As a result of recent changes in the portfolio and strategic developments with respect to Longs Drugs and
          Wachovia Corporation, our long portfolio is now comprised of higher quality, more economically resilient
          businesses, companies for which we can be a catalyst to create value, and a large amount of cash and
          soon-to-be cash that we can redeploy in new opportunities.

          On the short side of the portfolio, we have been opportunistic in unwinding single-name credit default swaps
          in cases where spreads have increased significantly, and have covered certain short positions where stocks
          have declined substantially as a result of company-specific as well as market-related events. We recently
          repurchased CDS on the investment grade credit index as certain technical factors have made this
          investment/hedge attractive once again.

                                                             Longs Drugs

          In last quarter’s letter, I alluded to a new position on which we expected to file a Schedule 13D shortly. That
          position was Longs Drugs, a West Coast based drugstore retailer. While Longs’ was valued in the market as
          an underperforming drug store retailer, we valued the business based on its component parts which included:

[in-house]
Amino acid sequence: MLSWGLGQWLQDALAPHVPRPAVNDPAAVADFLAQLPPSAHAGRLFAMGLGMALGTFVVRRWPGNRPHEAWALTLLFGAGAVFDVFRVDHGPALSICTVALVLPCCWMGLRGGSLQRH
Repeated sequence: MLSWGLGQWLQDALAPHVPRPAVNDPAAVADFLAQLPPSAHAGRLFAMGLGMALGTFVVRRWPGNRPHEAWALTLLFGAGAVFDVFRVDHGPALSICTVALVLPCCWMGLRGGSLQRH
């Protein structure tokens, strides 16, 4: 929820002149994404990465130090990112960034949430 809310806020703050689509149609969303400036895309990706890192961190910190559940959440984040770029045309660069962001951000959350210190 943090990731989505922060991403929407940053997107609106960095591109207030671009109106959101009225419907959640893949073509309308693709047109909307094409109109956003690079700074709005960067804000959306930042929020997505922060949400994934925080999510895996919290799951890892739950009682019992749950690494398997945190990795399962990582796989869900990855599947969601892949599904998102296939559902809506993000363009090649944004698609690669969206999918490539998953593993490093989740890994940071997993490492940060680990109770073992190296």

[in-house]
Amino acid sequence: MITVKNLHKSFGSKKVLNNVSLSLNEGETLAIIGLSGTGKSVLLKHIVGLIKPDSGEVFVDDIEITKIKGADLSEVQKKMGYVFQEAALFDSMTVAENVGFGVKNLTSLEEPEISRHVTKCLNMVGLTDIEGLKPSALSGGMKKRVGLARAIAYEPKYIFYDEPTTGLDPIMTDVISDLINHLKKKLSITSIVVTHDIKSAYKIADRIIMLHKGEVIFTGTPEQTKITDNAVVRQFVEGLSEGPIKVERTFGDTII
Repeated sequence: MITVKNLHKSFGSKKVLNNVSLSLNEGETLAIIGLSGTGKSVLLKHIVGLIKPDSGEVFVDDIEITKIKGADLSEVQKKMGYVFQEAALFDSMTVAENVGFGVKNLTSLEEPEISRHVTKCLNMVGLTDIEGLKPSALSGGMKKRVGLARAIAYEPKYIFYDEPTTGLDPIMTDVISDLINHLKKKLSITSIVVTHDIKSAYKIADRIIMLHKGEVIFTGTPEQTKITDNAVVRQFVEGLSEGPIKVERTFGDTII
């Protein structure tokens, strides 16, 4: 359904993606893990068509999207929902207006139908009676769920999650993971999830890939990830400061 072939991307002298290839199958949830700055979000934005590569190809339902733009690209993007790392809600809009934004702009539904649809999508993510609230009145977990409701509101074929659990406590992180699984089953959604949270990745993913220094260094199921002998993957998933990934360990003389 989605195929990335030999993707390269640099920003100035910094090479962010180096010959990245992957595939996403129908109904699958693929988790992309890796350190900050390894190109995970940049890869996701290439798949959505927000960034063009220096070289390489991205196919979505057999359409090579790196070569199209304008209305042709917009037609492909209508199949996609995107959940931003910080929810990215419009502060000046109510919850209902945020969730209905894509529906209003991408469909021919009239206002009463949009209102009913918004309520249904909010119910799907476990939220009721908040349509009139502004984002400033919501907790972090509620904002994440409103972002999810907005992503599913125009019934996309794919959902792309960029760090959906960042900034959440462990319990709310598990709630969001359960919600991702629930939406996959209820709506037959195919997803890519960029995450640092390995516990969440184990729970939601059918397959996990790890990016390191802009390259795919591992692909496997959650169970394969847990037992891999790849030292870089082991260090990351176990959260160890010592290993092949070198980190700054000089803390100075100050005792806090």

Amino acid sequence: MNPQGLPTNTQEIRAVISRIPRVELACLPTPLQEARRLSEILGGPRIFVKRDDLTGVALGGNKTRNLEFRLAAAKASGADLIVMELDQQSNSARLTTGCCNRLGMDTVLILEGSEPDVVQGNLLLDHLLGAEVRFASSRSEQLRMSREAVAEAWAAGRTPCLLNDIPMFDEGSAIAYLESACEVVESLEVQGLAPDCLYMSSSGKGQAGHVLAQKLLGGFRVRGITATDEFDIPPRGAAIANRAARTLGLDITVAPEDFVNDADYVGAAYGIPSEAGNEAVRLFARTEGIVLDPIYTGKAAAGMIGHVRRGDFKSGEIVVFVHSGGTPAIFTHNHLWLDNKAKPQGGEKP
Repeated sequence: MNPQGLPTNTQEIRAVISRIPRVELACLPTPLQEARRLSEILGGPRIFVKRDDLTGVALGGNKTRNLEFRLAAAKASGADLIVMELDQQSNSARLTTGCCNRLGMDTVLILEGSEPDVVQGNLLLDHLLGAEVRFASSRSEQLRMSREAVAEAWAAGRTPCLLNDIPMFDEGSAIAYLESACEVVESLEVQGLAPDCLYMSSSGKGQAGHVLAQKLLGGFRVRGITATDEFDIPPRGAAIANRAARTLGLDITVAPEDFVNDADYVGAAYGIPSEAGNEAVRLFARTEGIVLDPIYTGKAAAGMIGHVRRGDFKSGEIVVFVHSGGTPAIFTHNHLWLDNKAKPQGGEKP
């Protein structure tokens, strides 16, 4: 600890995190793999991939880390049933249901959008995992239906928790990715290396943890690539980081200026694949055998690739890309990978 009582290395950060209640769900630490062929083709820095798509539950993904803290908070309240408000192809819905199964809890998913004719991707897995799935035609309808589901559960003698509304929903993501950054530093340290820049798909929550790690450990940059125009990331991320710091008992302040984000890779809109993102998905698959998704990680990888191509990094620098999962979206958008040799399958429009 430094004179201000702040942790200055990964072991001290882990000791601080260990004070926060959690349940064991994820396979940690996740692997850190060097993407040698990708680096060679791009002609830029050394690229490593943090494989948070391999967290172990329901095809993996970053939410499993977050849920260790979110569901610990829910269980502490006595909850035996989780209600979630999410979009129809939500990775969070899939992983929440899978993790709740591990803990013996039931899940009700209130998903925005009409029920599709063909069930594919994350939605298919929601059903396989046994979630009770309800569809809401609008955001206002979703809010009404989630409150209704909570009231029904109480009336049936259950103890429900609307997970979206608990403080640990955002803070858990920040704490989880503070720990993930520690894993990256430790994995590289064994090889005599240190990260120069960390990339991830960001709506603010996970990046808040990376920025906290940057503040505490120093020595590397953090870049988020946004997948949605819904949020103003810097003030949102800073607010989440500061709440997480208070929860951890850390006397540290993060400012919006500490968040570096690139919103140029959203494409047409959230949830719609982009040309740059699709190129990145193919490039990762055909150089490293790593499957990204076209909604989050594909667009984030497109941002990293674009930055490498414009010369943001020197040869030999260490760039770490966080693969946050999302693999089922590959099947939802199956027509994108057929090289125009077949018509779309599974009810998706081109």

(1) owned and long-term, below-market, leasehold real estate, (2) RxAmerica, a rapidly growing pharmacy
          benefit manager (“PBM”) which generated more than 20% of the company’s trailing operating income, and
          (3) an underperforming, low-margin drugstore retailer. At our cost, we believed that Longs real estate value
          alone more than covered our purchase price and we were getting the PBM and the retailer for less than free.
           We estimated the fair market value of the company to be $85 to $95 per share assuming each of the
          company’s assets was sold to the buyer who could pay the highest price.

          Unlike many of our previous active investments, we concluded that Longs had reached the end of its strategic
          life and should be sold to one of its larger competitors, namely CVS or Walgreens. While it has been rare for

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          life and should be sold to one of its larger competitors, namely CVS or Walgreens. While it has been rare for
          us to buy a stake in the company with a view that a strategic sale was the right exit opportunity, we have done
          so in the past. For example, our original investment in Sears Roebuck & Company was predicated on a
          strategic outcome at the company which was ultimately achieved when it was acquired by Kmart.

          In the current weak (to use a euphemism) credit environment, we are particularly wary of investments which
          are predicated on a sale. However, in this case, we were comforted by the fact that Longs Drugs would be a